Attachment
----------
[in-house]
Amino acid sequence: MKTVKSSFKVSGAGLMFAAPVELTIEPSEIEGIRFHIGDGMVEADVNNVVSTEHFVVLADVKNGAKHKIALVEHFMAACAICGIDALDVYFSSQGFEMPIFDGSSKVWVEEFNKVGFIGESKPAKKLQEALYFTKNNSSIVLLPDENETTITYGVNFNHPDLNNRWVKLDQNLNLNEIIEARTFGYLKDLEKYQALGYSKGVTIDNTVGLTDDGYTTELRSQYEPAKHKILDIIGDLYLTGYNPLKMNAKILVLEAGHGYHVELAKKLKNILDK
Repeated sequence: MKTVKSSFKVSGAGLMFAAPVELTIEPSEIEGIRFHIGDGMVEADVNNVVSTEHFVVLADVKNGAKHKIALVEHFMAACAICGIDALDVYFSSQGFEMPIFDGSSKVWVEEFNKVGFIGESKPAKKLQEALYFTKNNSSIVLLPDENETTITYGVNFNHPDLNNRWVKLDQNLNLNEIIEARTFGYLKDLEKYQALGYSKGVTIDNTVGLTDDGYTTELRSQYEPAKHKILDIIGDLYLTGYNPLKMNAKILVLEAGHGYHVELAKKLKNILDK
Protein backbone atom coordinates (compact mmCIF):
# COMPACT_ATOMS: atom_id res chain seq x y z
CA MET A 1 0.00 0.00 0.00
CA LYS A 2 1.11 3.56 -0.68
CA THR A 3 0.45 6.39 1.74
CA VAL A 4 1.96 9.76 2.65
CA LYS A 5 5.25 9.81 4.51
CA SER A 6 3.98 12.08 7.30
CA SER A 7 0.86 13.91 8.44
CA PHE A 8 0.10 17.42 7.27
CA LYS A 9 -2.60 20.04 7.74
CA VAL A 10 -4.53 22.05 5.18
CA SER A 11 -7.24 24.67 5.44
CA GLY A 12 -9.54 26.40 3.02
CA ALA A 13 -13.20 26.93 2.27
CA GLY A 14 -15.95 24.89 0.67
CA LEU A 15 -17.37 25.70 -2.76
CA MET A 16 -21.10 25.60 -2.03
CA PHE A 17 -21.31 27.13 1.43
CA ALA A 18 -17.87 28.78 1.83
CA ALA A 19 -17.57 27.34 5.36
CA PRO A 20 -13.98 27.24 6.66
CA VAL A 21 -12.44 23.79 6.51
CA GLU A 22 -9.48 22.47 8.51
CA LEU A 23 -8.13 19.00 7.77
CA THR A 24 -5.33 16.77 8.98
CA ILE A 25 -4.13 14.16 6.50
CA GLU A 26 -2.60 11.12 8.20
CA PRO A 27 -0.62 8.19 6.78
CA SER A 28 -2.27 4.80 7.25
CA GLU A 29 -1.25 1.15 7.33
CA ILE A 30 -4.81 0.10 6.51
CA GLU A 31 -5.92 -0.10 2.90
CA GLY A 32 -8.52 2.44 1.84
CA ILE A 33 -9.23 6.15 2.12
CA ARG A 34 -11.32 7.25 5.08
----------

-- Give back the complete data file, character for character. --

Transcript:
[in-house]
Amino acid sequence: MKTVKSSFKVSGAGLMFAAPVELTIEPSEIEGIRFHIGDGMVEADVNNVVSTEHFVVLADVKNGAKHKIALVEHFMAACAICGIDALDVYFSSQGFEMPIFDGSSKVWVEEFNKVGFIGESKPAKKLQEALYFTKNNSSIVLLPDENETTITYGVNFNHPDLNNRWVKLDQNLNLNEIIEARTFGYLKDLEKYQALGYSKGVTIDNTVGLTDDGYTTELRSQYEPAKHKILDIIGDLYLTGYNPLKMNAKILVLEAGHGYHVELAKKLKNILDK
Repeated sequence: MKTVKSSFKVSGAGLMFAAPVELTIEPSEIEGIRFHIGDGMVEADVNNVVSTEHFVVLADVKNGAKHKIALVEHFMAACAICGIDALDVYFSSQGFEMPIFDGSSKVWVEEFNKVGFIGESKPAKKLQEALYFTKNNSSIVLLPDENETTITYGVNFNHPDLNNRWVKLDQNLNLNEIIEARTFGYLKDLEKYQALGYSKGVTIDNTVGLTDDGYTTELRSQYEPAKHKILDIIGDLYLTGYNPLKMNAKILVLEAGHGYHVELAKKLKNILDK
Protein backbone atom coordinates (compact mmCIF):
# COMPACT_ATOMS: atom_id res chain seq x y z
CA MET A 1 0.00 0.00 0.00
CA LYS A 2 1.11 3.56 -0.68
CA THR A 3 0.45 6.39 1.74
CA VAL A 4 1.96 9.76 2.65
CA LYS A 5 5.25 9.81 4.51
CA SER A 6 3.98 12.08 7.30
CA SER A 7 0.86 13.91 8.44
CA PHE A 8 0.10 17.42 7.27
CA LYS A 9 -2.60 20.04 7.74
CA VAL A 10 -4.53 22.05 5.18
CA SER A 11 -7.24 24.67 5.44
CA GLY A 12 -9.54 26.40 3.02
CA ALA A 13 -13.20 26.93 2.27
CA GLY A 14 -15.95 24.89 0.67
CA LEU A 15 -17.37 25.70 -2.76
CA MET A 16 -21.10 25.60 -2.03
CA PHE A 17 -21.31 27.13 1.43
CA ALA A 18 -17.87 28.78 1.83
CA ALA A 19 -17.57 27.34 5.36
CA PRO A 20 -13.98 27.24 6.66
CA VAL A 21 -12.44 23.79 6.51
CA GLU A 22 -9.48 22.47 8.51
CA LEU A 23 -8.13 19.00 7.77
CA THR A 24 -5.33 16.77 8.98
CA ILE A 25 -4.13 14.16 6.50
CA GLU A 26 -2.60 11.12 8.20
CA PRO A 27 -0.62 8.19 6.78
CA SER A 28 -2.27 4.80 7.25
CA GLU A 29 -1.25 1.15 7.33
CA ILE A 30 -4.81 0.10 6.51
CA GLU A 31 -5.92 -0.10 2.90
CA GLY A 32 -8.52 2.44 1.84
CA ILE A 33 -9.23 6.15 2.12
CA ARG A 34 -11.32 7.25 5.08